For our sources we found spatially non-uniform spectral indices. Together with the observed filamentary morphologies, this suggests a different degree of mixing of the relativistic particles from the AGNs with the ICM. This means that the compression scenario proposed by Enßlin & Gopal-Krishna (2001) does not explain all the aspects. The inhomogeneous mixing of relativistic particles with the ICM implies an averaging effective adiabatic index ((4/3) < γad <  (5/3)) value, which consequently leads to different effective compression ratios across the source. Under these conditions and driven by a complex cluster dynamics, plasma instabilities may also play an important role in the re-acceleration of particles within the radio sources. These mechanisms cannot be modelled by existing numerical simulations. Recently, however, with the help of low-frequency (sub-GHz) observations, de Gasperin et al. (2017) showed the possibility of an interplay between fossil plasma and the perturbed ICM which can gently re-accelerate relativistic particles injected by AGNs of the galaxy cluster Abell 1033. If this kind of gentle re-acceleration mechanism is common for aged plasma in clusters of galaxies, it could provide a seed population of relativistic electrons and a possible connection between radio galaxies and re-acceleration mechanisms in radio halos or radio relics. An example of this scenario could be the Abell 3411−3412 galaxy cluster pair, where van Weeren et al. (2017) showed a morphological connection between a radio galaxy and a radio relic.

6. Conclusion

In this paper we studied three ultra-steep spectrum sources in galaxy clusters based on radio and X-ray observations. We found that these three sources (i) have complex filamentary radio morphology, (ii) show hints of curved spectra, and (iii) are probably related to AGN fossil radio plasma. Based on these properties, we conclude that these sources belong to the category of “radio phoenices”, as was defined by Kempner et al. (2004).

In this work we found that these three sources are located in galaxy clusters that are low mass (< 1015M) and have an un-relaxed dynamical state. This provides support for the scenario that phoenices are connected with shocks and/or ICM motions. In addition, we determined that these sources have spatially non-uniform spectral indices. This suggests a different degree of mixing of the relativistic particles from the AGNs with the ICM and implies that several mechanisms are operating for the re-energisation of the plasma.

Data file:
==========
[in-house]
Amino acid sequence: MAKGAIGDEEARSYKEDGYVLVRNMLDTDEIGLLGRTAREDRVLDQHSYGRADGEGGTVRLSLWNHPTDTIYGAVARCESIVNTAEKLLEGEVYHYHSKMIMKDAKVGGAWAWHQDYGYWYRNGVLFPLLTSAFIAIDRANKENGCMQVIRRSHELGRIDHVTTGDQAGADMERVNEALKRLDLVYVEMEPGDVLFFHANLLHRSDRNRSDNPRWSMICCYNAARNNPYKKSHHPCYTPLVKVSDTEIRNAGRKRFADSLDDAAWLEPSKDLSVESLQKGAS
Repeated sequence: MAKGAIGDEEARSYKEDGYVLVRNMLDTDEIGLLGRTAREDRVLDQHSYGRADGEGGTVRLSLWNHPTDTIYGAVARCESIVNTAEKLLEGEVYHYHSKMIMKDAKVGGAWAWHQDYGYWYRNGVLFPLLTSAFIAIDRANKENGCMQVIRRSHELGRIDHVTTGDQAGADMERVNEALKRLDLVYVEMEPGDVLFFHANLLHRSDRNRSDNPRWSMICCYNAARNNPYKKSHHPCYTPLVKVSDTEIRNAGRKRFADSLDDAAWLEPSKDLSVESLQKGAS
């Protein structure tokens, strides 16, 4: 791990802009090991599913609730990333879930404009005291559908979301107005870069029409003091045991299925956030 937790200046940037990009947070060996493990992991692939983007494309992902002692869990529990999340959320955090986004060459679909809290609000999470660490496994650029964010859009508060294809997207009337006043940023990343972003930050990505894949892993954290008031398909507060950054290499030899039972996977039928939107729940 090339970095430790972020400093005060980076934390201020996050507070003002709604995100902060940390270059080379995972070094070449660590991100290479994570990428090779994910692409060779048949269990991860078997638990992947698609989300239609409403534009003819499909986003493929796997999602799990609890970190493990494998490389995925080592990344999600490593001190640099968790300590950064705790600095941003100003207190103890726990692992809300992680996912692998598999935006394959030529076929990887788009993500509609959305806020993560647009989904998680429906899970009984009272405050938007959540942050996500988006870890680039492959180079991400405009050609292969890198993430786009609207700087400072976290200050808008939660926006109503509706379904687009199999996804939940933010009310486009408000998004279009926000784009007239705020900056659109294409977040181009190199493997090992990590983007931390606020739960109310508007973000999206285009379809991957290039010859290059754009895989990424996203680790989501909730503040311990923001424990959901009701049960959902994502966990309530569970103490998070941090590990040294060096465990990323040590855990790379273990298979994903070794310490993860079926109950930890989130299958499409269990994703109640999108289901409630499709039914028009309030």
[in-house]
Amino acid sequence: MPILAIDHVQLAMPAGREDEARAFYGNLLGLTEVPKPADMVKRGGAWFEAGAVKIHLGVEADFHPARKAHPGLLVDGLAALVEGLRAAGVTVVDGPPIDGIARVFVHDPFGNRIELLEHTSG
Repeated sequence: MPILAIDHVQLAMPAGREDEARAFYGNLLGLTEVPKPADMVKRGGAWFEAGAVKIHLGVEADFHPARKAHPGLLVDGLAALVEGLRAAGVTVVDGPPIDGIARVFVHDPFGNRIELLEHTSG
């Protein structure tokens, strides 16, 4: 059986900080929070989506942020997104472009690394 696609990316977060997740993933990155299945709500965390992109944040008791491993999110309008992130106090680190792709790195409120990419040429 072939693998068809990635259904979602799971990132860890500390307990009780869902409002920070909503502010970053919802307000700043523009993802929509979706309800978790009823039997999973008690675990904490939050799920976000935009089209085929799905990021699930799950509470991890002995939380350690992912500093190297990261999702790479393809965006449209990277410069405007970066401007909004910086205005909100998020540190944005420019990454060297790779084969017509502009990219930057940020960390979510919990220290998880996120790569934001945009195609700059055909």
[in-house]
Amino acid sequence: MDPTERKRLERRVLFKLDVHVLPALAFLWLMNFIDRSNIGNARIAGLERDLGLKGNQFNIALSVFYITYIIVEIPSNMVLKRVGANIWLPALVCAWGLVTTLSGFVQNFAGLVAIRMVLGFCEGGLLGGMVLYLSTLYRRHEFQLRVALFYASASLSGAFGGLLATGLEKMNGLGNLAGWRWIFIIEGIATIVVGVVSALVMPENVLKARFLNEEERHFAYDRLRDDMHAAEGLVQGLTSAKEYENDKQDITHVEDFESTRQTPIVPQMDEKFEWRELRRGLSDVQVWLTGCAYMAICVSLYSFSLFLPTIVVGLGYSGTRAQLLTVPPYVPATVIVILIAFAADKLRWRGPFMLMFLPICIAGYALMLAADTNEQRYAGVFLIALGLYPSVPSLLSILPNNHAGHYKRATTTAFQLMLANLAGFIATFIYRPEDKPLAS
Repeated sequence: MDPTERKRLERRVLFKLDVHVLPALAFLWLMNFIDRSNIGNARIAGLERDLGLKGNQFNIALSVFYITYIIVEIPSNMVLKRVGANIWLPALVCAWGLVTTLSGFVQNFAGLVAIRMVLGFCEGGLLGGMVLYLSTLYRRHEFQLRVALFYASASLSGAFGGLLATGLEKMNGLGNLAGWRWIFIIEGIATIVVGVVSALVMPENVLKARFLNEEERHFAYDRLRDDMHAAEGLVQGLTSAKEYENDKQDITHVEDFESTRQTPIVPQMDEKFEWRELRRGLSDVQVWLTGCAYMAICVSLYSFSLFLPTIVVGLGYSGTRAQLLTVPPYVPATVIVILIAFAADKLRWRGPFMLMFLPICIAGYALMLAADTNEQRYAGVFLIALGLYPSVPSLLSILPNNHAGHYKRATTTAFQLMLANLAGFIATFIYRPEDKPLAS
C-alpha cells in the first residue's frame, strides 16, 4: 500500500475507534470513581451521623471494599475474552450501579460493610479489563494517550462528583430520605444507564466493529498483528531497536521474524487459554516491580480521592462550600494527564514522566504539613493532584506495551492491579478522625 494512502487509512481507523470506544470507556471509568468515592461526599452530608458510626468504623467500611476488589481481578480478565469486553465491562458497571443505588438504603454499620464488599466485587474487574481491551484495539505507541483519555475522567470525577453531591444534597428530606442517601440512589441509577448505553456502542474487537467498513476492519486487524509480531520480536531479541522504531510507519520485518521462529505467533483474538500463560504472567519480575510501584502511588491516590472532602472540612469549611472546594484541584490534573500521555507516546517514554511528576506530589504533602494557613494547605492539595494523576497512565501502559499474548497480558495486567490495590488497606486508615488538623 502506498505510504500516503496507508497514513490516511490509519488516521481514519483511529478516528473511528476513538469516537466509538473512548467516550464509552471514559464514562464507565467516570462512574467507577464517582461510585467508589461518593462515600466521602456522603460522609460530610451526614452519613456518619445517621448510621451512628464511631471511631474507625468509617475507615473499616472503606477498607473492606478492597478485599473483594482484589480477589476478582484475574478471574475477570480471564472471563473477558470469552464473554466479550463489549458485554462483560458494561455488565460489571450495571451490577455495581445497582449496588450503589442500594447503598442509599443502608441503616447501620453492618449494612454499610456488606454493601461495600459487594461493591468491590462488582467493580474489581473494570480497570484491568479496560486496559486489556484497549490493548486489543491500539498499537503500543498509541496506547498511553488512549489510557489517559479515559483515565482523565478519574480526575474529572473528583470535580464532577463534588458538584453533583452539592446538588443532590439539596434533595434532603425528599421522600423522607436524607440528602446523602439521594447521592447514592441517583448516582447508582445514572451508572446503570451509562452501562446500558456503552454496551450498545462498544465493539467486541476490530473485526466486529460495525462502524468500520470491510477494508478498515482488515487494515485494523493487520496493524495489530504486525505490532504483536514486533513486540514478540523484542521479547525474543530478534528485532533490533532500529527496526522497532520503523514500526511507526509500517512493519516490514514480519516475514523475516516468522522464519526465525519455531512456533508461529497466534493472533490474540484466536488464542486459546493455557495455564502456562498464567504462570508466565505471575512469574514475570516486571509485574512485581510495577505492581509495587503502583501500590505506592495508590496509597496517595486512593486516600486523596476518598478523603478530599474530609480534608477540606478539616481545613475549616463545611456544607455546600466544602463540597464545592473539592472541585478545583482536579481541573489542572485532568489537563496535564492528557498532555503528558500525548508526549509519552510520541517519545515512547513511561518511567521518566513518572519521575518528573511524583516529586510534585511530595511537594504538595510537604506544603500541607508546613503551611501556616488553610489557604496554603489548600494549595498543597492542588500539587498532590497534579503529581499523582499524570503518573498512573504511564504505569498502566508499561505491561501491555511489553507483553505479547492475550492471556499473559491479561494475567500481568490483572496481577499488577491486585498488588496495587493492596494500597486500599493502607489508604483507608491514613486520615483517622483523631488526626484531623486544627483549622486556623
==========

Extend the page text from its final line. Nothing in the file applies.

With the advancement of low-frequency radio telescopes and data processing techniques, upcoming high-resolution and sensitive surveys at or below 150 MHz (such as LoTSS at 150 MHz; Shimwell et al. 2019, 6″, 100 μJy beam−1; LoLSS at 50 MHz; de Gasperin et al. in prep., 20″, 1.5 mJy beam−1) will be excellent tools for identifying many more revived fossil plasma sources in galaxy clusters, enabling statistical analysis of larger samples.


1

S ∝ να, where S is the measured flux density and ν is the observed frequency.

Acknowledgments

We thank the anonymous referee for useful comments. This paper is based (in part) on data obtained with the International LOFAR Telescope (ILT) under project code LC9_027 and LC6_015. LOFAR (van Haarlem et al. 2013) is the Low Frequency Array designed and constructed by ASTRON. It has observing, data processing, and data storage facilities in several countries, that are owned by various parties (each with their own funding sources), and that are collectively operated by the ILT foundation under a joint scientific policy. The ILT resources have benefitted from the following recent major funding sources: CNRS-INSU, Observatoire de Paris and Université d’Orléans, France; BMBF, MIWF-NRW, MPG, Germany; Science Foundation Ireland (SFI), Department of Business, Enterprise and Innovation (DBEI), Ireland; NWO, The Netherlands; The Science and Technology Facilities Council, UK; Ministry of Science and Higher Education, Poland; Istituto Nazionale di Astrofisica (INAF), Italy. We thank the staff of the GMRT that made these observations possible. GMRT is run by the National Centre for Radio Astrophysics of the Tata Institute of Fundamental Research. This paper is based on the data obtained with the International LOFAR Telescope (ILT). The Leiden LOFAR team acknowledge support from the ERC Advanced Investigator programme NewClusters 321271 and the VIDI research programme with project number 639.042.729, which is financed by the Netherlands Organisation for Scientific Research (NWO). MJH acknowledges support from STFC [ST/R000905/1]. This research made use of APLpy, an open-source plotting package for Python hosted at http://aplpy.github.com

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Appendix A: Spectral index error map

thumbnail Fig. A.1.

Spectral index error maps of Abell 2593, SDSS-C4-DR3-3088, and Abell 2048. The overplotted contours are the same as in the LOFAR 150 MHz images for each sources.

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Appendix B: Additional spectral index and error maps of SDSS-C4-DR3-3088

thumbnail Fig. B.1.

Low-resolution (22″) spectral index and error maps of SDSS-C4-DR3-3088.

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All Tables

Table 1.